Crouching Tiger, Hidden Dragon: Sword of Destiny
Crouching Tiger, Hidden Dragon is one of those movies that everyone likes. The seamless blend of ground-breaking martial arts action, two epic love stories, feminist character arcs, high art visuals, gorgeous music and the great director Ang Lee made the film beloved of everyone from teenage action fans to cineastes, men and women, boys and girls. More than once, I was told seeing it was like seeing Star Wars for the first time – revelatory. Even though the film is based on the fourth novel of The Crane-Iron pentology by Du Lu Wang, no one seriously suggested that Ang Lee make the prequels or a sequel. But the Weinstein Company is never one not to see branded opportunity, and 15 years later they decided to make a film based on the fifth of Wang’s books, Iron Knight, Silver Vase, and release it on Netflix and in theaters simultaneously. (Most theaters balked.) Despite hiring Woo-Ping Yuen to direct and convincing Michelle Yeoh to reprise her iconic role as Shu Lien, Crouching Tiger, Hidden Dragon: Sword of Destiny is forgettable, mostly pleasing as a reminder of a much, much better movie. [Read the rest.]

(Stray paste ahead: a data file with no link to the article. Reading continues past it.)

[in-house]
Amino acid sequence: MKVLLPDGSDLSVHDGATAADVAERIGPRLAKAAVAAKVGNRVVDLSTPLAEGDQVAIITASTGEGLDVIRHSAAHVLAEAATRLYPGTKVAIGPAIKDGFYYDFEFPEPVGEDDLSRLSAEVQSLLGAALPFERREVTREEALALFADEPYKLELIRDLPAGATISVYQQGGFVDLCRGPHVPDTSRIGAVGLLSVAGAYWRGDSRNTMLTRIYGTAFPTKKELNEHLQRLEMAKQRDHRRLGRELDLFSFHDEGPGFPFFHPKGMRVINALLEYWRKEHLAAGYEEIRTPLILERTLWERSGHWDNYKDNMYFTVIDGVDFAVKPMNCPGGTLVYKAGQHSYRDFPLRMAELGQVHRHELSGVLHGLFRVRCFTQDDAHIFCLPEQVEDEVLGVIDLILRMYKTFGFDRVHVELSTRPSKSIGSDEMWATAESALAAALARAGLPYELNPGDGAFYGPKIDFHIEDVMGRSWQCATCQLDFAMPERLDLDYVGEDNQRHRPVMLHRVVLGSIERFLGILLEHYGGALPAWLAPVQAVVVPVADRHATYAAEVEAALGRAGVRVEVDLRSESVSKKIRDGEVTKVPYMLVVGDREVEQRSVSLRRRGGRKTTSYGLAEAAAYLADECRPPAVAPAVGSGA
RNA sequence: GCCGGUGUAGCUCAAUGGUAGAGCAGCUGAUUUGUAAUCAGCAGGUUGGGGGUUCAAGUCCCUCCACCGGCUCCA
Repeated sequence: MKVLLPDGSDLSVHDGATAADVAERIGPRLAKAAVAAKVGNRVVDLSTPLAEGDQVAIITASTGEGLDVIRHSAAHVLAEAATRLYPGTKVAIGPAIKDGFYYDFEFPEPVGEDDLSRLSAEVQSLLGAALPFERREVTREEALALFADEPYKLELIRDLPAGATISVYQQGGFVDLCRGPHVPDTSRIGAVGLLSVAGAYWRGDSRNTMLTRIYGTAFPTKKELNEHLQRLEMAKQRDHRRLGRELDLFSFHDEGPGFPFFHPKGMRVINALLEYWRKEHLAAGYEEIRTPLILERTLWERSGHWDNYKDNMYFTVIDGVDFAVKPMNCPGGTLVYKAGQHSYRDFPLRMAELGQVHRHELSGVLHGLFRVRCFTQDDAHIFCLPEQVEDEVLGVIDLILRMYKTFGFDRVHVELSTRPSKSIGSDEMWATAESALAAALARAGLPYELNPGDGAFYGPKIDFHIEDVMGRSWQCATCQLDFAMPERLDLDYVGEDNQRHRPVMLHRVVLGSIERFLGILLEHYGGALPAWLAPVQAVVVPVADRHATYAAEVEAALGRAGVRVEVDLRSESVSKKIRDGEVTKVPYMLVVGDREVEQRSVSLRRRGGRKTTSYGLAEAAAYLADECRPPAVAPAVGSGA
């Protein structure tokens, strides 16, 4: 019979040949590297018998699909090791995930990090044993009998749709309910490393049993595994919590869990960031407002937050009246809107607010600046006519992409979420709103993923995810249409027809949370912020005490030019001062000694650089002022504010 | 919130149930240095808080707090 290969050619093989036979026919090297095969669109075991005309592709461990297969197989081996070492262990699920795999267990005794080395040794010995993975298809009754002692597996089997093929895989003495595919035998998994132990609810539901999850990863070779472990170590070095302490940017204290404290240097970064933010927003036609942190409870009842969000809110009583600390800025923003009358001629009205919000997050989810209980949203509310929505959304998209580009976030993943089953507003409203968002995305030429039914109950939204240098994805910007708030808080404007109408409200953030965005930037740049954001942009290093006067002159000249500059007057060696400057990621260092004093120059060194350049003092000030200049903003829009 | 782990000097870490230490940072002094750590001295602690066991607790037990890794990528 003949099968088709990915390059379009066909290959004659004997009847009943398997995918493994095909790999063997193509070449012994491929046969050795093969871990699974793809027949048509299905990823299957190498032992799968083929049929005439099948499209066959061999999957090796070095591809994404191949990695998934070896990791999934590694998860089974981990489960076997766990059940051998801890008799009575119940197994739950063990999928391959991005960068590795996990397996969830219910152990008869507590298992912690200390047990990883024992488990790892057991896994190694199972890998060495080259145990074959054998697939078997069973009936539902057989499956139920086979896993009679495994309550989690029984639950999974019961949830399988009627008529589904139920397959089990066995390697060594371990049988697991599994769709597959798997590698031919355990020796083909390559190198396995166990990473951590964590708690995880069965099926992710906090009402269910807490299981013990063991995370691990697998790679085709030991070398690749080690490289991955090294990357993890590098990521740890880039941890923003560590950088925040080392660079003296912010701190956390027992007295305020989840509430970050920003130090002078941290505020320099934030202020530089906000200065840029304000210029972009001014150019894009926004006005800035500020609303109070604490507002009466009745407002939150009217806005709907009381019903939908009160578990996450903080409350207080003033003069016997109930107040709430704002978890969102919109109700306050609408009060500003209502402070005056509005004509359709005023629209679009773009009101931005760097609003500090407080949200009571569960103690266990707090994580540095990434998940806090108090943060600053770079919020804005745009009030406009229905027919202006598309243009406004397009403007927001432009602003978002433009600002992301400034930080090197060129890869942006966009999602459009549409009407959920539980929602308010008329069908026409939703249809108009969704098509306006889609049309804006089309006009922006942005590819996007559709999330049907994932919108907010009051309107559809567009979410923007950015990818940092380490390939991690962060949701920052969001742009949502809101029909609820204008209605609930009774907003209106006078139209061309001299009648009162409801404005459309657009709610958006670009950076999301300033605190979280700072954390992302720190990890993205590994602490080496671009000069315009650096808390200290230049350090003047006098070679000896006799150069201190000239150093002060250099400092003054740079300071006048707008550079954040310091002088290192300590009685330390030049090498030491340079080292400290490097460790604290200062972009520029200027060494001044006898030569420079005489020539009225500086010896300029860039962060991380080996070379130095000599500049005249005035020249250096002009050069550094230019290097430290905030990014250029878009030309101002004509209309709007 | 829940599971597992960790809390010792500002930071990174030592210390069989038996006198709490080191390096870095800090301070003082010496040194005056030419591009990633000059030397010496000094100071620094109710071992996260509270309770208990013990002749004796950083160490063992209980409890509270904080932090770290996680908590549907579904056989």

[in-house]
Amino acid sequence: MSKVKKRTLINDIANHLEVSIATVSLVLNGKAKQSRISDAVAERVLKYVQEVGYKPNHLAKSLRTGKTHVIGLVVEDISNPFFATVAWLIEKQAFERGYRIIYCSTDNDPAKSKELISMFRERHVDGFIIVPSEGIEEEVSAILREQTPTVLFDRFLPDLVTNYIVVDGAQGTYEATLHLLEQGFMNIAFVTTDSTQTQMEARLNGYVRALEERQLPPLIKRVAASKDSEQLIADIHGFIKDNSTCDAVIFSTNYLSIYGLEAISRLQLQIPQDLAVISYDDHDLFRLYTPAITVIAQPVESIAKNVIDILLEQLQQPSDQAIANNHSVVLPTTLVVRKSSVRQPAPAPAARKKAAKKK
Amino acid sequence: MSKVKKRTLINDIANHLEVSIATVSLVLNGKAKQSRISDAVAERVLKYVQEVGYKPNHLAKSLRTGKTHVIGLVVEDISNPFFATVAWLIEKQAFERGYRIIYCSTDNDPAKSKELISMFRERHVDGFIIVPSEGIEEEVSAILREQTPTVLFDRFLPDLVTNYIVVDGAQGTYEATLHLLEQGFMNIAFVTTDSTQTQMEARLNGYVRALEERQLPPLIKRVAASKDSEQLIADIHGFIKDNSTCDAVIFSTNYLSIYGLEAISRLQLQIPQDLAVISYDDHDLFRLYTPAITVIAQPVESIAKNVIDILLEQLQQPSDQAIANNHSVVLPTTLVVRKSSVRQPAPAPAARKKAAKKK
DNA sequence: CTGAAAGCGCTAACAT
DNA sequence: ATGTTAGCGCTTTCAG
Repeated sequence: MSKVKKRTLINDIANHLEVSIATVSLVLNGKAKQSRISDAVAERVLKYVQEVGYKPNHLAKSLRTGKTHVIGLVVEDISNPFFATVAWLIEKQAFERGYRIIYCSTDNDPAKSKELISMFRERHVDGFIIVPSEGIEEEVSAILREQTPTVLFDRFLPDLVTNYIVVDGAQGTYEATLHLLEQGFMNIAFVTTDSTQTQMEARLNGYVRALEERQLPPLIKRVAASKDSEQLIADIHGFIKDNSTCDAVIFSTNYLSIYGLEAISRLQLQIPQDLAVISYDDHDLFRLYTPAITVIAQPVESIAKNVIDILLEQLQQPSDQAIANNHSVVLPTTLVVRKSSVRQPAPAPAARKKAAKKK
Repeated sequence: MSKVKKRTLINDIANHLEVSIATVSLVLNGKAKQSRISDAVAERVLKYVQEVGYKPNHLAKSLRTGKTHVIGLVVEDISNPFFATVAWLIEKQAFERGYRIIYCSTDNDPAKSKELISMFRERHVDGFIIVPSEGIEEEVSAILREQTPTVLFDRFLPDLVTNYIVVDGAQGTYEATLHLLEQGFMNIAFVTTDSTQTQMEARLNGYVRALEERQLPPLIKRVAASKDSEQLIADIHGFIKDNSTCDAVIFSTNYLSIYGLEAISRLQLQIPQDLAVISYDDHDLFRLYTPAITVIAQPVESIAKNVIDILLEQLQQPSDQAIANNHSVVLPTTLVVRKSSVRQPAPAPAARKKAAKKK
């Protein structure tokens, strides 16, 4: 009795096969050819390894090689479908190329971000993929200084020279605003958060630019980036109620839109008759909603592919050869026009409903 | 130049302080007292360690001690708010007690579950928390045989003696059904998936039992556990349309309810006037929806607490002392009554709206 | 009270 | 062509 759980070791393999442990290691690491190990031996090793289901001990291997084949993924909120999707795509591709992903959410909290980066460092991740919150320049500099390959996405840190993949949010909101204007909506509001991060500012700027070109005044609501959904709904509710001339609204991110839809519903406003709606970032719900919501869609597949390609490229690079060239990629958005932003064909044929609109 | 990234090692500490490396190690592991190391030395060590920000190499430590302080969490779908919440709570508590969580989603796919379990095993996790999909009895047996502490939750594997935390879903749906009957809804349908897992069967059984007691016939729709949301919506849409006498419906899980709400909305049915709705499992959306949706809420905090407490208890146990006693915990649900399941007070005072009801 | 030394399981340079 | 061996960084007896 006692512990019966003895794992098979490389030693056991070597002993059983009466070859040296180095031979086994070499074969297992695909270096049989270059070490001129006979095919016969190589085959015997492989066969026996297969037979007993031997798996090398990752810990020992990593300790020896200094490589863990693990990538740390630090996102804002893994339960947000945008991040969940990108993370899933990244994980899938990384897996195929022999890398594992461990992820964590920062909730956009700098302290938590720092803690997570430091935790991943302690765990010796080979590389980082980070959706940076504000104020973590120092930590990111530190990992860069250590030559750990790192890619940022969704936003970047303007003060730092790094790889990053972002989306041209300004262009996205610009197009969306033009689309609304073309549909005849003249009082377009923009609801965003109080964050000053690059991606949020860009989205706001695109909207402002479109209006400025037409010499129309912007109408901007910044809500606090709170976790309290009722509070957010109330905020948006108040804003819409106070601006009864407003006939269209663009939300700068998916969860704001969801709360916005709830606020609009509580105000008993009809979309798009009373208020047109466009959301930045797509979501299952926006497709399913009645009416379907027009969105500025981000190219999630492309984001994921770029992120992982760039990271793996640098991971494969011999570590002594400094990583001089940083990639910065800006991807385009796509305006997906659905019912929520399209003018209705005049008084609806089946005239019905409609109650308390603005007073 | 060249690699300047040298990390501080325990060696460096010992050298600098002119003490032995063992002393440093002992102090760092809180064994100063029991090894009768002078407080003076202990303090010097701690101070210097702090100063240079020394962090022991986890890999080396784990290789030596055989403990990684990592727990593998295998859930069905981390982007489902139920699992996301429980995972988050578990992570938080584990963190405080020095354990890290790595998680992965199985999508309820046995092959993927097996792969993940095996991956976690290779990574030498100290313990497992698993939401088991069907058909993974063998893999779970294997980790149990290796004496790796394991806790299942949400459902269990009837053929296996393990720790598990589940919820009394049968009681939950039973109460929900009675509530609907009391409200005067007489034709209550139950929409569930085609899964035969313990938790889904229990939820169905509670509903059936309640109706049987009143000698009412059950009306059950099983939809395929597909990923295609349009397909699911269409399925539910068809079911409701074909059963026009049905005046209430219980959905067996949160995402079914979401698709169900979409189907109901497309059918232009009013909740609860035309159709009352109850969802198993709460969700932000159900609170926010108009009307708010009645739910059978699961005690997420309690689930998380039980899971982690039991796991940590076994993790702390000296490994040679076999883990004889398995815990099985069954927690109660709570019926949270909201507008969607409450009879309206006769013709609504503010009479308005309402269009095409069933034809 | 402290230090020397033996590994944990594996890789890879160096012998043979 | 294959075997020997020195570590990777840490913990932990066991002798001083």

One of the problems with the takeover of popular culture by Marvel and DC superheroes is how seriously the stories take themselves, how easy the morality is and how family-friendly everything is. Monster-budget films likeThe Avengers and the upcoming Batman vs Superman, or network dramas like The Flash andAgents of SHIELD, aim to reach the broadest audience possible, which means no swearing, little irony and barely a hint of sex. (The Netflix shows Daredevil andJessica Jones are the exception, as they are niche shows.) Then there’sDeadpool, the raunchy, hyper and hilariously violent, anti-hero’s tale that exploded a dozen box office records last week. Based on one of the edgiest characters in the Marvel X-Men universe, the film both panders to the basest sensibilities of the young men who make up the lion’s share of comic book fans and mercilessly mocks superhero story conventions. [Read the rest.]